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Home / News / Fierce fighting in northern Gaza as aid is rolled out

Fierce fighting in northern Gaza as aid is rolled out

Israeli forces battled Hamas fighters in the narrow alleyways of Jabalia in northern Gaza in some of the fiercest engagements since they returned to the area a week ago, while in the south militants attacked tanks massing around Rafah.

Residents said Israeli armour had thrust as far as the market at the heart of Jabalia, the largest of Gaza’s eight historic refugee camps, and that bulldozers were demolishing homes and shops in the path of the advance.

“Tanks and planes are wiping out residential districts and markets, shops, restaurants, everything. It is all happening before the one-eyed world,” Ayman Rajab, a resident of western Jabalia, said via a chat app.

Israel had said its forces cleared Jabalia months earlier in the Gaza war, triggered by the deadly Hamas-led attacks on southern Israel on 7 October, but said last week it was returning to prevent Islamist militants re-grouping there.

In southern Gaza bordering Egypt, thick smoke rose over Rafah, where an escalating Israeli assault has sent hundreds of thousands of people fleeing from what was one of the few remaining places of refuge.

Israeli Defence Forces launch an attack on the Jabalia Refugee Camp in Gaza

“People are terrified and they’re trying to get away,” Jens Laerke, UN humanitarian office spokesperson, said in Geneva, adding that most were following orders to move north towards the coast but that there were no safe routes or destinations.

As the fighting raged, the US military said trucks started moving aid ashore from a temporary pier, the first to reach the besieged enclave by sea in weeks.

The World Food Programme, which expects food, water, shelter and medical supplies to arrive through the floating dock, said the aid was transported to its warehouses in Deir Al Balah in central Gaza and told partners it was ready for distribution.

The United Nations earlier reiterated that truck convoys by land – disrupted this month by the assault on Rafah – were still the most efficient way of getting aid in.

“To stave off the horrors of famine, we must use the fastest and most obvious route to reach the people of Gaza – and for that, we need access by land now,” deputy UN spokesperson Farhan Haq said.

US aid was arriving in Cyprus for delivery to Gaza via the new pier, Washington said.

Hamas demanded an end to Israel’s siege and accused the United States of complicity with an Israeli policy of “starvation and blockade”.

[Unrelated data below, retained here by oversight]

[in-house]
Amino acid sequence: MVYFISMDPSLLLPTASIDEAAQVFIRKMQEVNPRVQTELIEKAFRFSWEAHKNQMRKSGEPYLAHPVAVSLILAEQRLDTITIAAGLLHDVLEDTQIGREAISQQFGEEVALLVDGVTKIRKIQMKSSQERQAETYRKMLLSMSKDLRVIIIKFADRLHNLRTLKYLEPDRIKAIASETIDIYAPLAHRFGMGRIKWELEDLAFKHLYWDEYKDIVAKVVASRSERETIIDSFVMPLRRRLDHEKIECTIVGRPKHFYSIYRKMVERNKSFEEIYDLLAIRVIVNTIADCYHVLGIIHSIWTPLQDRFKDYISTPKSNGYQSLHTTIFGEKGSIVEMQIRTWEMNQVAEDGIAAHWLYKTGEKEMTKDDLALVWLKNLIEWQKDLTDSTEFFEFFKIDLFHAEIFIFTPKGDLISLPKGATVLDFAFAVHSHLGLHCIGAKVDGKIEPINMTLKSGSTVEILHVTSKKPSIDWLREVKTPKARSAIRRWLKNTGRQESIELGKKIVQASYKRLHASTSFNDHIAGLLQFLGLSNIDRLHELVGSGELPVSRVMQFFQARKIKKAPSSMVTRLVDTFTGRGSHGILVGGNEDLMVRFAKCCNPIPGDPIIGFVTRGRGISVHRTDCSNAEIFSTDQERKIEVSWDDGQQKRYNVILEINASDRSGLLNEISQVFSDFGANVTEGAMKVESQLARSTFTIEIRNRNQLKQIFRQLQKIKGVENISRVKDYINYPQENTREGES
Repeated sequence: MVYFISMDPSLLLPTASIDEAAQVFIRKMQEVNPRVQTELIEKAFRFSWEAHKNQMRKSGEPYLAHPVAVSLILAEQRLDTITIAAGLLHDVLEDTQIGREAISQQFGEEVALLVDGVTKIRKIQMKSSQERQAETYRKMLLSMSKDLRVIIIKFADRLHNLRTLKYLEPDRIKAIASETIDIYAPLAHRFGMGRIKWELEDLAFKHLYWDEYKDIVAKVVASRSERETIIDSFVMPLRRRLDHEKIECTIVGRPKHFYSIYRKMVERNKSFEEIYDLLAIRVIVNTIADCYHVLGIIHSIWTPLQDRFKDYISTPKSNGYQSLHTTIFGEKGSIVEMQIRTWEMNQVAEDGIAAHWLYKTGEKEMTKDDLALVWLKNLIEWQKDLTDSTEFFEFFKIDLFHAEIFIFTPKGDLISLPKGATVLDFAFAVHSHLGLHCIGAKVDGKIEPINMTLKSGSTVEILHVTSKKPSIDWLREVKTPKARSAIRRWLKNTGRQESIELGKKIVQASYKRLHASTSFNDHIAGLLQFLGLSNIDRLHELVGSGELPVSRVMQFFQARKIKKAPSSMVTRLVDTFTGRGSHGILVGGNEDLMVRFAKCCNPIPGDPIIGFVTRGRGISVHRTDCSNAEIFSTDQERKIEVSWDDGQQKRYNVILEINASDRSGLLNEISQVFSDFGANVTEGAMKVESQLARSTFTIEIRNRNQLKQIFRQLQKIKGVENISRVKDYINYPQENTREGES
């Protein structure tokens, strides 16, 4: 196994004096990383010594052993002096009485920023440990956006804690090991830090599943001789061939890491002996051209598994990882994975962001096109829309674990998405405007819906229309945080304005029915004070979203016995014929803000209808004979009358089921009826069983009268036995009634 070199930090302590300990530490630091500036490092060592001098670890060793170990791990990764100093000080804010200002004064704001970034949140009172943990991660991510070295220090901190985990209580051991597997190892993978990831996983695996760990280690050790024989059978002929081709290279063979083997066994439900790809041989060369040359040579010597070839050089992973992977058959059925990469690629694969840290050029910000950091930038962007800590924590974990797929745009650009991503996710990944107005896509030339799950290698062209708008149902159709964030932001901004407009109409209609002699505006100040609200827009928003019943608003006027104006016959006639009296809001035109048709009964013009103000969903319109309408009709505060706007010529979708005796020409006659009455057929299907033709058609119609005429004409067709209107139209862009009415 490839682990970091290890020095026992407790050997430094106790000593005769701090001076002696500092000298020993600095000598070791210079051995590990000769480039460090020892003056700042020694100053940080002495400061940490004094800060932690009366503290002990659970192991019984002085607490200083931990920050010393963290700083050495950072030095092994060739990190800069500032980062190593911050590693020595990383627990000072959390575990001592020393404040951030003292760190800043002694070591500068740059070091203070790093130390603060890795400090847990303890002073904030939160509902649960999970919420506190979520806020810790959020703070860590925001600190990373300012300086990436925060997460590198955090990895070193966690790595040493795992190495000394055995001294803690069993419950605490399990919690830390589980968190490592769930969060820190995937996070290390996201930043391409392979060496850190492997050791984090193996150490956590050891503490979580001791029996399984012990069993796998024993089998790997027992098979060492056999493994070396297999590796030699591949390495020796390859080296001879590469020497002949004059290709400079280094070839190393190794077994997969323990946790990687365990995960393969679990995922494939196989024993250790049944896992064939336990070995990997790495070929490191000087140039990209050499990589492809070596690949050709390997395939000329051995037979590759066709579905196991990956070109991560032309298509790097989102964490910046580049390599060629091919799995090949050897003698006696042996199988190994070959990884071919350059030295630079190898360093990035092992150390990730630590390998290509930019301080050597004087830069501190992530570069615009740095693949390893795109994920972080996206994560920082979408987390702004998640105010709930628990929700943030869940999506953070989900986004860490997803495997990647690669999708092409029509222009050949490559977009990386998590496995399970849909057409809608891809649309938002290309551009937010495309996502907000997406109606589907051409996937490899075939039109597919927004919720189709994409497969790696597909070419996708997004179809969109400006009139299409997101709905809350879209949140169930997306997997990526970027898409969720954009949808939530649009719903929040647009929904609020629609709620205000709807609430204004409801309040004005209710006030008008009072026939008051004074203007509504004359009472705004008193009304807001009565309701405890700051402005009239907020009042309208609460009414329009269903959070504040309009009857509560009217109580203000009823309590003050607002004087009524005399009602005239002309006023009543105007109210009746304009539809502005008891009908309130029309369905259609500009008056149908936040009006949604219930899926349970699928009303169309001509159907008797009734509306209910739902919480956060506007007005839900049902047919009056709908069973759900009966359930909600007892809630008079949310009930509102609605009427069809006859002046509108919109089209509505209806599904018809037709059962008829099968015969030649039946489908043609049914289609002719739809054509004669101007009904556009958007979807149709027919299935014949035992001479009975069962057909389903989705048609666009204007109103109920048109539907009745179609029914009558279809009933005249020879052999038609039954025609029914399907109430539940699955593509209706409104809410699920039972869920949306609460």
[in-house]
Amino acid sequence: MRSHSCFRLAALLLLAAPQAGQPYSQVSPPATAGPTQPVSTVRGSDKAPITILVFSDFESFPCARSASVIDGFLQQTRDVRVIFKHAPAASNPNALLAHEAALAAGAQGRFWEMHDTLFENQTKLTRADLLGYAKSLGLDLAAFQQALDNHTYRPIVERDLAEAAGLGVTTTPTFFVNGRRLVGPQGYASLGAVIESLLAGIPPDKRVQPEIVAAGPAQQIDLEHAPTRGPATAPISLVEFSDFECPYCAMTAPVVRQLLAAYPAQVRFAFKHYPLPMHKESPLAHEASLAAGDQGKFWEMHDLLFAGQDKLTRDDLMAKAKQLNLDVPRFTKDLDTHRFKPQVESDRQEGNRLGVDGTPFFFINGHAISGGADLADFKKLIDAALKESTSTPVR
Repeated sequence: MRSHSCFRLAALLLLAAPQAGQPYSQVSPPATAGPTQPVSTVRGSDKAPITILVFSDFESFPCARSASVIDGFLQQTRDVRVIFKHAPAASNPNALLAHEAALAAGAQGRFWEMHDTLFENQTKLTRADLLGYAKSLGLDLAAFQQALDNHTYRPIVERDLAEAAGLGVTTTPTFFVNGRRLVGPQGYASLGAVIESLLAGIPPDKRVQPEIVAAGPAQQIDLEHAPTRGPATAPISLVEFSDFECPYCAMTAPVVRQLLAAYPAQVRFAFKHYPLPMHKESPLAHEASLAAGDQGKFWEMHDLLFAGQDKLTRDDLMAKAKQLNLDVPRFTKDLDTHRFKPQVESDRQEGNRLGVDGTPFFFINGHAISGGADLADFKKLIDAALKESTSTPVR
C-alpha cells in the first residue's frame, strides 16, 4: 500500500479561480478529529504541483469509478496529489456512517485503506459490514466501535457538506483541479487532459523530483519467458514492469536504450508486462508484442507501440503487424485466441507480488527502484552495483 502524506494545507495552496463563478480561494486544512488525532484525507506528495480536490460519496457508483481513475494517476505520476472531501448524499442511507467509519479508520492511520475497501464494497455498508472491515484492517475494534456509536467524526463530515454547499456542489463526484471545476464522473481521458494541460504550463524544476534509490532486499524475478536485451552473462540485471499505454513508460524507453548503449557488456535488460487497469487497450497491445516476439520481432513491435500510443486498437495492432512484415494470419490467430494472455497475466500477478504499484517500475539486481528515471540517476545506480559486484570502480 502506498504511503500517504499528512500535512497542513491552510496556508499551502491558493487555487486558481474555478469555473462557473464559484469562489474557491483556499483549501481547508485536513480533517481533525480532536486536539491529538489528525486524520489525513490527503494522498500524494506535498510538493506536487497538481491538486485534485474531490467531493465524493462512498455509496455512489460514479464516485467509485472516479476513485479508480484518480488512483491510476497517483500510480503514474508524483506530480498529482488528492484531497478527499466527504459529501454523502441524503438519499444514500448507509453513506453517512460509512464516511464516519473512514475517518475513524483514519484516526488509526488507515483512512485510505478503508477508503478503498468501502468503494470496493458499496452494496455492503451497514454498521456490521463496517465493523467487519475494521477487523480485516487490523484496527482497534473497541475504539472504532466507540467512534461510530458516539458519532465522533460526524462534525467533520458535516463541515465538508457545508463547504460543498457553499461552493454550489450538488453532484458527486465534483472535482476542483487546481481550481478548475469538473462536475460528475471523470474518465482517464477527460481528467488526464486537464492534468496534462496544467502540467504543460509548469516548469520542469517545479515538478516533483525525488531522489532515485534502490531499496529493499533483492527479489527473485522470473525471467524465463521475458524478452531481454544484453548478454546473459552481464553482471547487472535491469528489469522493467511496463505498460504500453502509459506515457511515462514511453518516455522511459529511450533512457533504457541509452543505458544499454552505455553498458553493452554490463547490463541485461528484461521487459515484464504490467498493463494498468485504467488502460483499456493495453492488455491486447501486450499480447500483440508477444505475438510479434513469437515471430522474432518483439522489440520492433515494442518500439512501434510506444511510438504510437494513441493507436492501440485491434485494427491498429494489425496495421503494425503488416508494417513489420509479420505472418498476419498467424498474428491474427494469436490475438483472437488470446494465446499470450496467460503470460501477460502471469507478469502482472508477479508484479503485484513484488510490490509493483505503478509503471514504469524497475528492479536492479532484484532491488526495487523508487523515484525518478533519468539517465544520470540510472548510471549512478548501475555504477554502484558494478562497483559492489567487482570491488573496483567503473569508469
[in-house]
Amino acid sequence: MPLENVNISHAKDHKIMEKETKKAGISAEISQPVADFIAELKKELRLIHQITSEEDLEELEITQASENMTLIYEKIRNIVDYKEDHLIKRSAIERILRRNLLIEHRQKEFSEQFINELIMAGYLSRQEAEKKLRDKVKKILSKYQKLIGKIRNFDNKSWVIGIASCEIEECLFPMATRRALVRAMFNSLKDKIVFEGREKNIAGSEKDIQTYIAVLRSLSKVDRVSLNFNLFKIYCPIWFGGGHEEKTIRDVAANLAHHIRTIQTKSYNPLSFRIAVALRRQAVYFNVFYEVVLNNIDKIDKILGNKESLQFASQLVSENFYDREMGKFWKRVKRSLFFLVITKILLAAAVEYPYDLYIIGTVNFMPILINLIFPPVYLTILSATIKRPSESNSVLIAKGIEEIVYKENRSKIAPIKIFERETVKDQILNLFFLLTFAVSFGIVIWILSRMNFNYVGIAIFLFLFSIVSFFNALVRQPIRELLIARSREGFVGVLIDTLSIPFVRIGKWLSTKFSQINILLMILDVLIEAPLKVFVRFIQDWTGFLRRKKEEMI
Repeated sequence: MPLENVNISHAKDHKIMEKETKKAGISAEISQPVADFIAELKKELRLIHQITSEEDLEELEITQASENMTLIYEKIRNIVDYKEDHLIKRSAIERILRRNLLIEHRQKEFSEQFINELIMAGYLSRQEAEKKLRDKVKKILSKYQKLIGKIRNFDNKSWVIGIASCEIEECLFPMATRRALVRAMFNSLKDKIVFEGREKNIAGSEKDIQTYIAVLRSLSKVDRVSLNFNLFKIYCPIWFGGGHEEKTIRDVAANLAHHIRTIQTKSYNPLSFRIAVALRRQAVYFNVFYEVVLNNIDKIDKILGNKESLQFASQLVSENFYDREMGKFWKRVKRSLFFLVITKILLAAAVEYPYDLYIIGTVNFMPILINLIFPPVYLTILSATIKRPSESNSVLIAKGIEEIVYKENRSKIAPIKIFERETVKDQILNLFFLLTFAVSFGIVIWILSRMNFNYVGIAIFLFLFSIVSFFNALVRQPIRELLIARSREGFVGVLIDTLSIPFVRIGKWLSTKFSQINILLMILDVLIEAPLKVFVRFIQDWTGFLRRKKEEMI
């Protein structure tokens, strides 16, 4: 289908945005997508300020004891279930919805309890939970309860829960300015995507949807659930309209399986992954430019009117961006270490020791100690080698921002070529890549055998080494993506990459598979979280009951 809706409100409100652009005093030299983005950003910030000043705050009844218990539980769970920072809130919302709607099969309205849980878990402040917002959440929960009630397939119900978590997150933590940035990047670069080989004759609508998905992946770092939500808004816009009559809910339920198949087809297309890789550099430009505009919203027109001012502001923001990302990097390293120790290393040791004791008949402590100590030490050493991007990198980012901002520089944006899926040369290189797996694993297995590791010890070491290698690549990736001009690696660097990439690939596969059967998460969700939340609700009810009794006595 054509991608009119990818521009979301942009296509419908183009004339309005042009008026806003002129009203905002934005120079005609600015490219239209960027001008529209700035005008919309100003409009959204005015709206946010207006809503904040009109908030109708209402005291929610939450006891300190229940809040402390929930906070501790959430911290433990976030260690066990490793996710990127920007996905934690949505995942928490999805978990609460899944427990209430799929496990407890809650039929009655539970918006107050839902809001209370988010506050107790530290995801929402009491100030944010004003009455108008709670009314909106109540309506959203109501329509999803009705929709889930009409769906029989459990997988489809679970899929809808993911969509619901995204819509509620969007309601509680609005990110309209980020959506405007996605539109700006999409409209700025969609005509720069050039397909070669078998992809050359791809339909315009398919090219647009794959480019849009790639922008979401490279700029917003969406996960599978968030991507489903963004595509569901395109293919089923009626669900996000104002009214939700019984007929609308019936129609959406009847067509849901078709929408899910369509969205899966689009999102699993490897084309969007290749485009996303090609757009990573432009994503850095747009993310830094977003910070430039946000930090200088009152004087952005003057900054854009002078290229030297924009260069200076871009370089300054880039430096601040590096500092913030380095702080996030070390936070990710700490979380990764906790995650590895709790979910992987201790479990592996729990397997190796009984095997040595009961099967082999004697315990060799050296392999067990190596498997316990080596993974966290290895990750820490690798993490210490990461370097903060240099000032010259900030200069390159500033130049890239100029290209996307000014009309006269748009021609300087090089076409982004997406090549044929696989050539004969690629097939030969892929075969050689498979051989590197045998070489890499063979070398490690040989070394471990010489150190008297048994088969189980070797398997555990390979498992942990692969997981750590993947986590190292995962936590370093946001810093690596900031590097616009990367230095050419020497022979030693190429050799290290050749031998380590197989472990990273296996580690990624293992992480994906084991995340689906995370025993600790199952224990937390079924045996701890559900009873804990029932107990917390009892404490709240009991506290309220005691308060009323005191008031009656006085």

The White House said US national security adviser Jake Sullivan would visit Israel and stress the need for a targeted offensive against Hamas militants rather than a full-scale assault on Rafah.

A smoke plume rises during Israeli bombardment in Jabalia

The Israel Defence Forces said troops killed more than 60 militants in Jabalia in recent days and located a weapons warehouse in a “divisional-level offensive”.

A divisional operation would typically involve several brigades of thousands of troops each, making it one of the biggest of the war.

“The 7th Brigade’s fire control centre directed dozens of airstrikes, eliminated terrorists and destroyed terrorist infrastructure,” the IDF said.

At least 35,303 people have now been killed in Gaza, according to figures from the territory’s health ministry, while aid agencies have warned repeatedly of widespread hunger and dire shortages of fuel and medical supplies.

People walk past destroyed buildings as behind smoke rises during Israeli bombardment in Jabalia

Israel says it must capture Rafah to destroy Hamas and ensure the country’s safety.

In the Hamas attack on 7 October, 1,200 people died in Israel and 253 were taken hostage, according to Israeli tallies. About 128 hostages are still being held in Gaza.

Israel said that its forces retrieved the bodies of three people killed at the Nova music festival in Israel on 7 October and taken into Gaza.

Trapped US medical workers leave Gaza

A group of US medical workers left Gaza after getting stuck at the hospital where they were providing care, the White House said.

Reports emerged earlier this week of US doctors being unable to leave Gaza after Israel closed the Rafah border crossing, including ten from the US-based Palestinian American Medical Association, who had intended to leave after a two-week mission at the European Hospital in Khan Younis, a city near Rafah in southern Gaza.

White House national security spokesperson John Kirby told reporters that 17 US doctors and healthcare workers, out of a total of 20, have left Gaza,

“I can assure you that any of them that wanted to leave are out,” Mr Kirby said.

A State Department spokesperson told Reuters that some of the doctors that had been stuck made their way to safety with assistance from the US Embassy in Jerusalem.

Three of the US doctors chose not to depart Gaza, a source familiar with the situation said, adding that the doctors who stayed behind understood that the US Embassy may not be able to facilitate their departure as it did previously.

The Palestinian American Medical Association, a US-based non-profit, reported that its team of 19 healthcare professionals, including ten Americans, had been denied exit from Gaza after their two-week mission.

Israel seized and closed the Rafah border crossing between Gaza and Egypt on 7 May, disrupting a vital route for people and aid into and out of the devastated enclave.


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